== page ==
14. Pirman, N. L. et al. A flexible codon in genomically recoded Escherichia coli permits programmable protein phosphorylation. Nat. Commun. 6, 8130 (2015).

    Article  PubMed  Google Scholar 

  15. Mohler, K., Moen, J., Rogulina, S. & Rinehart, J. Principles for systematic optimization of an orthogonal translation system with enhanced biological tolerance. Preprint at bioRxiv (2021).

  16. Barber, K. W. et al. Encoding human serine phosphopeptides in bacteria for proteome-wide identification of phosphorylation-dependent interactions. Nat. Biotechnol. 36, 638–644 (2018).

    Article  CAS  PubMed  PubMed Central  Google Scholar 

  17. Schroeder, M. J., Shabanowitz, J., Schwartz, J. C., Hunt, D. F. & Coon, J. J. A neutral loss activation method for improved phosphopeptide sequence analysis by quadrupole ion trap mass spectrometry. Anal. Chem. 76, 3590–3598 (2004).

    Article  CAS  PubMed  Google Scholar 

  18. Beausoleil, S. A., Villén, J., Gerber, S. A., Rush, J. & Gygi, S. P. A probability-based approach for high-throughput protein phosphorylation analysis and site localization. Nat. Biotechnol. 24, 1285–1292 (2006).

    Article  CAS  PubMed  Google Scholar 

  19. Mintseris, J. & Gygi, S. P. High-density chemical cross-linking for modeling protein interactions. Proc. Natl Acad. Sci. USA 117, 93–102 (2020).

    Article  CAS  PubMed  Google Scholar 

  20. Pedrioli, P. G. A. et al. A common open representation of mass spectrometry data and its application to proteomics research. Nat. Biotechnol. 22, 1459–1466 (2004).

    Article  CAS  PubMed  Google Scholar 

  21. Martens, L. et al. mzML — a community standard for mass spectrometry data. Mol. Cell. Proteomics 10, R110.000133 (2011).

  22. Taus, T. et al. Universal and confident phosphorylation site localization using phosphoRS. J. Proteome Res. 10, 5354–5362 (2011).

    Article  CAS  PubMed  Google Scholar 

  23. Hogrebe, A. et al. Benchmarking common quantification strategies for large-scale phosphoproteomics. Nat. Commun. 9, 1–13 (2018).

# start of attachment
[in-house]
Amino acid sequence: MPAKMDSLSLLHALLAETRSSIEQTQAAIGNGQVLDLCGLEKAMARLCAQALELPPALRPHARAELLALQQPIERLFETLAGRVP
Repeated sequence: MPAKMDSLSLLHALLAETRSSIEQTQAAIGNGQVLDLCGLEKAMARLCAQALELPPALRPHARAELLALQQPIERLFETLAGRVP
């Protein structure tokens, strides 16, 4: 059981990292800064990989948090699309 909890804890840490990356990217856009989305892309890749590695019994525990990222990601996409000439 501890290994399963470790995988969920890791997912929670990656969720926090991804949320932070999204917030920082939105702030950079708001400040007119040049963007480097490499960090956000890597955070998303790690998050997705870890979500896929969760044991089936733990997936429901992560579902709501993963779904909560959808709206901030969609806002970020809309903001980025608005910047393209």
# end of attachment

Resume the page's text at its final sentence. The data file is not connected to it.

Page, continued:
Article  CAS  Google Scholar 

  24. Potel, C. M., Lemeer, S. & Heck, A. J. R. Phosphopeptide fragmentation and site localization by mass spectrometry: an update. Anal. Chem. 91, 126–141 (2019).

    Article  CAS  PubMed  Google Scholar 

  25. Verheggen, K. et al. Anatomy and evolution of database search engines—a central component of mass spectrometry based proteomic workflows. Mass Spectrom. Rev. 39, 292–306 (2020).

    Article  CAS  PubMed  Google Scholar 

  26. Locard-Paulet, M., Bouyssié, D., Froment, C., Burlet-Schiltz, O. & Jensen, L. J. Comparing 22 popular phosphoproteomics pipelines for peptide identification and site localization. J. Proteome Res. 19, 1338–1345 (2020).

    Article  CAS  PubMed  Google Scholar 

  27. Eng, J. K., Jahan, T. A. & Hoopmann, M. R. Comet: an open-source MS/MS sequence database search tool. Proteomics 13, 22–24 (2013).

    Article  CAS  PubMed  Google Scholar 

  28. Cox, J. et al. Andromeda: a peptide search engine integrated into the MaxQuant environment. J. Proteome Res. 10, 1794–1805 (2011).

    Article  CAS  PubMed  Google Scholar 

  29. Tabb, D. L. The SEQUEST family tree. J. Am. Soc. Mass. Spectrom. 26, 1814–1819 (2015).

    Article  CAS  PubMed  PubMed Central  Google Scholar 

  30. Dorfer, V. et al. MS Amanda, a universal identification algorithm optimized for high accuracy tandem mass spectra. J. Proteome Res. 13, 3679–3684 (2014).

    Article  CAS  PubMed  PubMed Central  Google Scholar 

  31. Kong, A. T., Leprevost, F. V., Avtonomov, D. M., Mellacheruvu, D. & Nesvizhskii, A. I. MSFragger: ultrafast and comprehensive peptide identification in mass spectrometry-based proteomics. Nat. Methods 14, 513–520 (2017).

    Article  CAS  PubMed  PubMed Central  Google Scholar 

  32. Yu, F. et al. Identification of modified peptides using localization-aware open search. Nat. Commun. 11, 1–9 (2020).

    Article  CAS  Google Scholar 

  33. Geiszler, D. J. et al. PTM-shepherd: Analysis and summarization of post-translational and chemical modifications from open search results. Mol. Cell. Proteomics 20, 100018 (2021).

  34. Amiram, M. et al. Evolution of translation machinery in recoded bacteria enables multi-site incorporation of nonstandard amino acids. Nat. Biotechnol. 33, 1272–1279 (2015).

    Article  CAS  PubMed  PubMed Central  Google Scholar 

  35. Muehlbauer, L. K., Hebert, A. S., Westphall, M. S., Shishkova, E. & Coon, J. J. Global phosphoproteome analysis using high-field asymmetric waveform ion mobility spectrometry on a hybrid orbitrap mass spectrometer. Anal. Chem. 92, 15959–15967 (2020).

    Article  CAS  PubMed  PubMed Central  Google Scholar 

  36. Rad, R. et al. Improved monoisotopic mass estimation for deeper proteome coverage. J. Proteome Res. 20, 591–598 (2021).

    Article  CAS  PubMed  Google Scholar 

  37. Keseler, I. M. et al. The EcoCyc database: reflecting new knowledge about Escherichia coli K-12. Nucleic Acids Res. 45, D543–D550 (2017).

    Article  CAS  PubMed  Google Scholar 

  38. Elias, J. E. & Gygi, S. P. Target-decoy search strategy for increased confidence in large-scale protein identifications by mass spectrometry. Nat. Methods 4, 207–214 (2007).

    Article  CAS  PubMed  Google Scholar 

  39. Huttlin, E. L. et al. A tissue-specific atlas of mouse protein phosphorylation and expression. Cell 143, 1174–1189 (2010).

    Article  CAS  PubMed  PubMed Central  Google Scholar